Private Sector Counts - Family Planning

Explore the role of public and private sources of care

About the Data

The data used in this tool come from the Demographic and Health Surveys (DHS) program. For a detailed explanation of the indicators and surveys of the DHS program, go to

Private Sector Counts – Family Planning includes data from 37 low- and middle-income countries. All USAID Population and Reproductive Health priority countries, Ouagadougou partnership countries, and FP2020 countries that have a DHS from 2012 or later are included. The full list of countries and surveys is below.

All DHS data used in the family planning analysis are reported by women who were asked if they are currently doing anything or using a method to avoid pregnancy. If women are using a modern method, they are then asked where they obtained the method the last time.

Changes over Time

For 32 countries, the tool includes the two most recent surveys for each country, allowing users to make comparisons over time. New data spans from 2012 to 2018. Old data spans from 2004-2013. In five countries (Afghanistan, Gambia, Myanmar, Togo, and Yemen), only one survey is included, as no prior survey exists or has been conducted since 2000. The full list of countries and surveys is below.

Sample Size Limitations

This analysis excludes results when the sample size is below 50 respondents (unweighted). When this occurs, country results will not appear on the data visualization.

Demographic Characteristics

  • Marital Status: Married women are those who are currently married, and unmarried women include never- and formerly-married women. In five countries (Afghanistan, Bangladesh, Egypt, Pakistan, and Yemen), the DHS did not collect family planning information from never-married women. These countries are therefore excluded from visualizations by marital status.
  • Socioeconomic Status: The poorest and richest women are those from the bottom and top two DHS wealth quintiles in each country, respectively.
  • Urban and Rural Residence: This analysis uses the DHS categorizations of urban and rural residence, which typically follow census categorizations.

Downloading the Data

Use the Download Icondownload icon at the bottom of each visualization to download a PDF of the visualization or an Excel file of the raw data by selecting the “Crosstab” option. To enable the Excel “Crosstab” option, click on the visualization first.

Definition of Terms

Sources of modern contraceptives - The sources where modern contraceptive users reported obtaining their methods are grouped into public sector, private sector, or other. Private sources are further divided into four categories (see below).

  • Public: All public sources including hospitals, clinics, and community health workers.
  • Private:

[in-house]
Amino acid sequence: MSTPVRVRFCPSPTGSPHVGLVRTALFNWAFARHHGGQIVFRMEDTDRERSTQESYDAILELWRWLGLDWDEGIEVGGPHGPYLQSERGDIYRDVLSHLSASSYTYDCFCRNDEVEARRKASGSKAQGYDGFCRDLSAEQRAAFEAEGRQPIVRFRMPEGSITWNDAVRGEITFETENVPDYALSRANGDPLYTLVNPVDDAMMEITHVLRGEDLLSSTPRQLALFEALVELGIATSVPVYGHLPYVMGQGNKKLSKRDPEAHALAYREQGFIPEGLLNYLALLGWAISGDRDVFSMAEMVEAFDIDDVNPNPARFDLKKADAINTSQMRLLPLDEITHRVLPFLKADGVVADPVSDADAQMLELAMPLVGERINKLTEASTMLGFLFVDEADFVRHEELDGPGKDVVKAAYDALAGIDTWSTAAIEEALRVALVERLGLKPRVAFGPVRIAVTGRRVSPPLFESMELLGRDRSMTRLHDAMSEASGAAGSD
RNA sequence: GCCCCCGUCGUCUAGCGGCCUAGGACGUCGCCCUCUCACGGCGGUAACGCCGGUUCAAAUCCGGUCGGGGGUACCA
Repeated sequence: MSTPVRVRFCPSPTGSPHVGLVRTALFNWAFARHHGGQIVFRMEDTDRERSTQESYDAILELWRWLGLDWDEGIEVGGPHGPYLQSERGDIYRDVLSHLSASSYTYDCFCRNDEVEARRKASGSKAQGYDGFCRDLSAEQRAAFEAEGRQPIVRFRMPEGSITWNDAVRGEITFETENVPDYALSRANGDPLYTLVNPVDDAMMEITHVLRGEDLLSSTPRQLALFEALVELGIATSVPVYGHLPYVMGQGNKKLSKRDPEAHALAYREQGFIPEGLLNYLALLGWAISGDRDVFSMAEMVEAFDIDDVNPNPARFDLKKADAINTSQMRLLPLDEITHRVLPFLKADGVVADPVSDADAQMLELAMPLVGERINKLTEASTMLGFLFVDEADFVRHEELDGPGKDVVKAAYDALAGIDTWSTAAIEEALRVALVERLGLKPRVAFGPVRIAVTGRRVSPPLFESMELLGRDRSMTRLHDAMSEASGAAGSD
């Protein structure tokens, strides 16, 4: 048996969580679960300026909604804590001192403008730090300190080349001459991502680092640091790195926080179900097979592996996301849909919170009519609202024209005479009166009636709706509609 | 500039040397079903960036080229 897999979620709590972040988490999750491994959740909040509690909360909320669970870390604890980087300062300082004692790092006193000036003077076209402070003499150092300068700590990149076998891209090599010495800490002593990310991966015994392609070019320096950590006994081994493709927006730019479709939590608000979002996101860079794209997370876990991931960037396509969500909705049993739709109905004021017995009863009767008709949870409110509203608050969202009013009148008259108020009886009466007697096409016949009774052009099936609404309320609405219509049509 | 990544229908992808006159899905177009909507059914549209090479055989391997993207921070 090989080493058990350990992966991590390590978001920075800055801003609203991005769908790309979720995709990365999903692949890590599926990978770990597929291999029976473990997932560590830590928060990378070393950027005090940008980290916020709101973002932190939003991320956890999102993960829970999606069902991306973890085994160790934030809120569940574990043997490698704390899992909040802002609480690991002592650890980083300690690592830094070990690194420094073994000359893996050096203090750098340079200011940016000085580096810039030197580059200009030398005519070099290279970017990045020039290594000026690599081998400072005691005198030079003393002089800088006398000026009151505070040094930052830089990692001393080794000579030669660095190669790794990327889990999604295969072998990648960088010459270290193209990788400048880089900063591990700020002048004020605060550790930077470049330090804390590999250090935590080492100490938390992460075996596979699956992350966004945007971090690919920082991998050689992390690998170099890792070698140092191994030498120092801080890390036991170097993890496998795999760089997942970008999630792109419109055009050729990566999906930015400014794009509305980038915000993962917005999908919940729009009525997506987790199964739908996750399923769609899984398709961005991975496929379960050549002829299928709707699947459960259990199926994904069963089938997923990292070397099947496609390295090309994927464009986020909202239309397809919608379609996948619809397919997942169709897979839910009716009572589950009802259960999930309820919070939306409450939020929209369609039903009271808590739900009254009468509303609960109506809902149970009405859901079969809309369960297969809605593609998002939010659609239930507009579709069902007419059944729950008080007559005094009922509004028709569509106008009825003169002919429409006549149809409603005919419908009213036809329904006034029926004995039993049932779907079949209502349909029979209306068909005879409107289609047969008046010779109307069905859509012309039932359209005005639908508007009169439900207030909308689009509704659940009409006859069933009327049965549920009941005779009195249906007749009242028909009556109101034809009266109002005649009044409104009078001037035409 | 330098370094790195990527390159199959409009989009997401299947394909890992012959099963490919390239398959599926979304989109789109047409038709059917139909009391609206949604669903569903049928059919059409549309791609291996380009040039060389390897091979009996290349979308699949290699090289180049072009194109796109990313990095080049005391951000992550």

• Private clinical: Private hospitals, clinics, doctors, nurses, midwives, health centers, maternity homes, other private medical.
    • Private pharmacy or drug shop: Pharmacy, drug shop, dispensary, chemist
    • Private shop or market: Shop, market, bar, disco, vending machine, gas station, grocery store, guest house/hotel, warehouse, other private
    • Nongovernmental and faith-based organizations (NGO and FBO): Mission hospital, mission health center, church, mosque, religious institutions, NGO health facility, mobile clinic, fieldworker
  • Other: Friend, relative, partner, parent, traditional healer, traditional birth attendant, school, respondent herself, “other,” don’t know, missing data.

Modern contraceptive prevalence rate (mCPR) - The percentage of all women of reproductive age (15-49) who are currently using one or more modern methods of contraception.

Methods of modern contraception - Male condoms, oral contraceptive pills, injectables (DMPA), intrauterine devices (IUDs), implants, and sterilization (male and female). This analysis excludes Lactational amenorrhea method (LAM) and the DHS’s category of “other modern” methods, as source is not systematically asked for these methods. “Other modern” methods includes female condoms, diaphragms, foam, jelly, Standard Days Method, and any other modern methods specifically asked about in the DHS questionnaire.

Short-acting Methods (SAMs) - Male condoms, oral contraceptive pills, and injectables (DMPA).

Long-acting reversible and permanent methods (LAPMs) - Implants, intrauterine devices (IUDs), and sterilization.

Country estimates - The unit of analysis is all women of reproductive age (15-49), except where noted under marital status. Country estimates were calculated using sampling weights provided by the DHS.

Countries and surveys used for analysis

  1. Asia
    • Afghanistan 2015
    • Bangladesh 2011 and 2014
    • Cambodia 2010 and 2014
    • India 2005-06 and 2015-16
    • Indonesia 2012 and 2017
    • Myanmar 2015-16
    • Nepal 2011 and 2016
    • Pakistan 2012-13 and 2017-18
    • Philippines 2013 and 2017
    • Tajikistan 2012 and 2017
    • Timor-Leste 2009-10 and 2016

  2. West and Central Africa
    • Benin 2011-12 and 2017-18
    • Chad 2004 and 2014-15
    • DRC 2007 and 2013-14
    • Gambia 2013
    • Ghana 2008 and 2014
    • Guinea 2012 and 2018
    • Liberia 2007 and 2013
    • Mali 2012-13 and 2018
    • Niger 2008 and 2012
    • Nigeria 2013 and 2018
    • Senegal 2010-11 and 2017
    • Sierra Leone 2008 and 2013
    • Togo 2013-14

  3. East and Southern Africa
    • Burundi 2010 and 2016-17
    • Ethiopia 2011 and 2016
    • Kenya 2008-09 and 2014
    • Lesotho 2009 and 2014
    • Malawi 2010 and 2015-16
    • Rwanda 2010 and 2014-15
    • Tanzania 2010 and 2015-16
    • Uganda 2011 and 2016
    • Zambia 2007 and 2013-14
    • Zimbabwe 2010-11 and 2015

  4. North Africa and Middle East
    • Egypt 2008 and 2014
    • Yemen 2013

  5. Latin America
    • Haiti 2012 and 2016-17